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How to Get a Husband Interested in Showing Affection

by C. Giles

Some people are naturally more affectionate than others. Plenty of affection, along with a healthy sex drive, is important in a marriage. All marriages go through periods in which one person has a lower sex drive than the other, says family psychologist Dr. Juli Slattery, and this goes for men as well as women. If your husband does not show you affection, you may be feeling rejected, inadequate and lonely. The worst thing you can do is bury your head in the sand. It may be difficult to address this issue, but doing nothing will only cause your relationship to deteriorate further.

Show your husband affection. Husbands often appear detached when they don't think their wives are interested in them anymore, says licensed psychotherapist Tina B. Tessina. Greet your husband with a kiss and a hug when he gets home from work, and do the same whenever you say goodbye to him. Send him a text message or an email when he's out, just to say you're thinking about him and you miss him. Be tactile with him; touch his arm when you walk past each other in the hallway, sit close to him while you watch television, and hold his hand when you are out together.

Talk to your husband if he still doesn't reciprocate the affection. He is the only one who can explain why he is not interested in showing you affection. Leslie Garner, agony aunt and author of self-help books, suggests that the reason for a husband's coldness could be an absence of love and affection during his childhood, a lack of pleasure in sex, or the fact that he has fallen out of love with you. He may be depressed or stressed about work or finances. A medical issue may be at the root of the problem. Perhaps you have simply gotten into a rut and need to put the spark back in your relationship. Only by having an honest and open conversation about the issue can you take the necessary steps to sort it out.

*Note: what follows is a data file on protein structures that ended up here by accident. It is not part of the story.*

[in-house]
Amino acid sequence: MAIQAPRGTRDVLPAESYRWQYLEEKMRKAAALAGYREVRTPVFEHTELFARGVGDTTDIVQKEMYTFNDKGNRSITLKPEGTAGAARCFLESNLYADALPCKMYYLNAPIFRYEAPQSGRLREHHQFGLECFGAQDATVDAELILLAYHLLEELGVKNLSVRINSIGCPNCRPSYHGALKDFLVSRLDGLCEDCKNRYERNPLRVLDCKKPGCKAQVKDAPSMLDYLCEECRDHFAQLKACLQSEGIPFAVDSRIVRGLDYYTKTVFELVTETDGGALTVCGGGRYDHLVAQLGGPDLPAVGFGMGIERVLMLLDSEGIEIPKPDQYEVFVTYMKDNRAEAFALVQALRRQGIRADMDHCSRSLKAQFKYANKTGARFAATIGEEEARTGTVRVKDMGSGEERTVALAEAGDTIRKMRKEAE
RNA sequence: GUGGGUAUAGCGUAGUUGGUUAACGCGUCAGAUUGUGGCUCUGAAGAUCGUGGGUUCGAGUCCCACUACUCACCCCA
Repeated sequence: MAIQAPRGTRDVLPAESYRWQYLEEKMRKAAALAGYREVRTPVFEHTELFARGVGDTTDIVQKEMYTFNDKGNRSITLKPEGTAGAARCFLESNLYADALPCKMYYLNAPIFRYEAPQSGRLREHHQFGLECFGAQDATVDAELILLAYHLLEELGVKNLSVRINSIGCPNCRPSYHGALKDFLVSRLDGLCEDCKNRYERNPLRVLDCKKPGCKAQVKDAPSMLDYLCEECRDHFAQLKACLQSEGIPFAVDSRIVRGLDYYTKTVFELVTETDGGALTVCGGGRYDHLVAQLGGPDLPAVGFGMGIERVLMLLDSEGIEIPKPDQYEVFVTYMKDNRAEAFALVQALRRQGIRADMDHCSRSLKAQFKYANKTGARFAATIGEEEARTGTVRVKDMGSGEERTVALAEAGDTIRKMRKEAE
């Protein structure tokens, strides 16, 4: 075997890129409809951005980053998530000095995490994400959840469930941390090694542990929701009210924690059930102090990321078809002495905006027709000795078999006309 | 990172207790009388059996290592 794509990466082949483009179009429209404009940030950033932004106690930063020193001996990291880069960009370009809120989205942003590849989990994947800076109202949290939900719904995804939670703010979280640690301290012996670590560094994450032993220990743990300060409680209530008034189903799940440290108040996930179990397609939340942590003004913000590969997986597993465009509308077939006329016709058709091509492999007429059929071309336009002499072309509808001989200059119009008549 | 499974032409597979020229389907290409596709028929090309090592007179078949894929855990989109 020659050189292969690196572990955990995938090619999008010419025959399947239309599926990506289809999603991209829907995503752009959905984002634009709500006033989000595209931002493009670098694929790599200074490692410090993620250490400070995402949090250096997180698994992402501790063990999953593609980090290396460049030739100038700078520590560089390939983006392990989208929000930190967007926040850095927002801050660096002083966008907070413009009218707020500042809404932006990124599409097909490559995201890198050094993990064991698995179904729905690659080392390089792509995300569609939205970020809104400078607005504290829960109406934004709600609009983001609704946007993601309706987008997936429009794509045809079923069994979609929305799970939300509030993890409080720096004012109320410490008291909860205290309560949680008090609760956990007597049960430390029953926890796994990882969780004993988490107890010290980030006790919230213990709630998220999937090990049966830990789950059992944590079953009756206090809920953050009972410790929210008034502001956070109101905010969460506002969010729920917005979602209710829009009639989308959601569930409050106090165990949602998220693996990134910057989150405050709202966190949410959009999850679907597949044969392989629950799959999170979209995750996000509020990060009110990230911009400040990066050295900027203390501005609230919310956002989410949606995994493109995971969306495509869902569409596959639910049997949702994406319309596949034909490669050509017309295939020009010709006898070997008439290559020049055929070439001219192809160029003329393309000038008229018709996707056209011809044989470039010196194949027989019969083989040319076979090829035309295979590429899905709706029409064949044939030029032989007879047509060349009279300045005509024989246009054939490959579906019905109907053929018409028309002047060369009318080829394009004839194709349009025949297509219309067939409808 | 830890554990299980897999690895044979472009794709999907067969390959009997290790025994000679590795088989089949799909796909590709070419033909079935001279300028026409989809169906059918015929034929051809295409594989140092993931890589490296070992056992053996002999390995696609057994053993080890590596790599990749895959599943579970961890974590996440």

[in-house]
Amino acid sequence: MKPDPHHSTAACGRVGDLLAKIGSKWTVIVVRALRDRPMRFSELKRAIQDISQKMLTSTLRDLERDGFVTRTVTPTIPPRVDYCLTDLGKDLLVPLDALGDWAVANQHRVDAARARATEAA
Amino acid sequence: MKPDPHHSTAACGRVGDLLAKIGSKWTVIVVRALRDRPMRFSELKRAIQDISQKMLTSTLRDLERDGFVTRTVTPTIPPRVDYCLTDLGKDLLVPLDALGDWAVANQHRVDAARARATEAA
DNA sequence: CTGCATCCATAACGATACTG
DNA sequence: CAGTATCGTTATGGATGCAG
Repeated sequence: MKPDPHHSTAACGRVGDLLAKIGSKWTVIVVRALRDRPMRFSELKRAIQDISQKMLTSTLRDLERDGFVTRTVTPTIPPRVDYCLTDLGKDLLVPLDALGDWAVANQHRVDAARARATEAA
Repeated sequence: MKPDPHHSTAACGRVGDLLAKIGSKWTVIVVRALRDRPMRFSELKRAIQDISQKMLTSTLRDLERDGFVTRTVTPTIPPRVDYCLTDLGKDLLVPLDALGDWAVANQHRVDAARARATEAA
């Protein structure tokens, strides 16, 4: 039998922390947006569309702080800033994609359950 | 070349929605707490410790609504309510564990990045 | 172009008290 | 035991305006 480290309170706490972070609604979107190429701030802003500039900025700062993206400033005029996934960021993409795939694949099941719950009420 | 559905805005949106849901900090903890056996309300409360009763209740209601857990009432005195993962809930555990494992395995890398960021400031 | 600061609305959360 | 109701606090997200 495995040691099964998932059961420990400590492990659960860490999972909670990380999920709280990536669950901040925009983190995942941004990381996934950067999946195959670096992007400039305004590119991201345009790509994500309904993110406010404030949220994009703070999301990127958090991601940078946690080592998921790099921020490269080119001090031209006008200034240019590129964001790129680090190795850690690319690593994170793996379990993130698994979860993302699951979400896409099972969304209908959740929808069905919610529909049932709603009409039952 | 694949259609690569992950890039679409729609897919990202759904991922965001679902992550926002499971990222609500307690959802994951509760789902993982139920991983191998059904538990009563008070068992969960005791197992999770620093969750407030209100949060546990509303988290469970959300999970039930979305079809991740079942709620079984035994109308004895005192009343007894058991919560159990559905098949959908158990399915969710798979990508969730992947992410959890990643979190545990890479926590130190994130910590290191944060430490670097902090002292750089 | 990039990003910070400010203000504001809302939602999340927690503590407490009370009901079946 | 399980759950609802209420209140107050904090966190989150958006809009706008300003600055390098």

Consider couples counseling if there are issues you feel you need professional assistance with. A trained counselor can help you communicate effectively and develop the skills you need to strengthen your bond, says Garner. If you are both committed to improving your relationship, be prepared to invest the time and energy required.

Accept that your husband may never be the most affectionate person in the world. Focus on his strengths and the ways in which he does show that he appreciates you; nobody is perfect. Focus on your relationship together and continue to work on your communication skills.

About the Author

C. Giles is a writer with an MA (Hons) in English literature and a post-graduate diploma in law. Her work has been published in several publications, both online and offline, including "The Herald," "The Big Issue" and "Daily Record."

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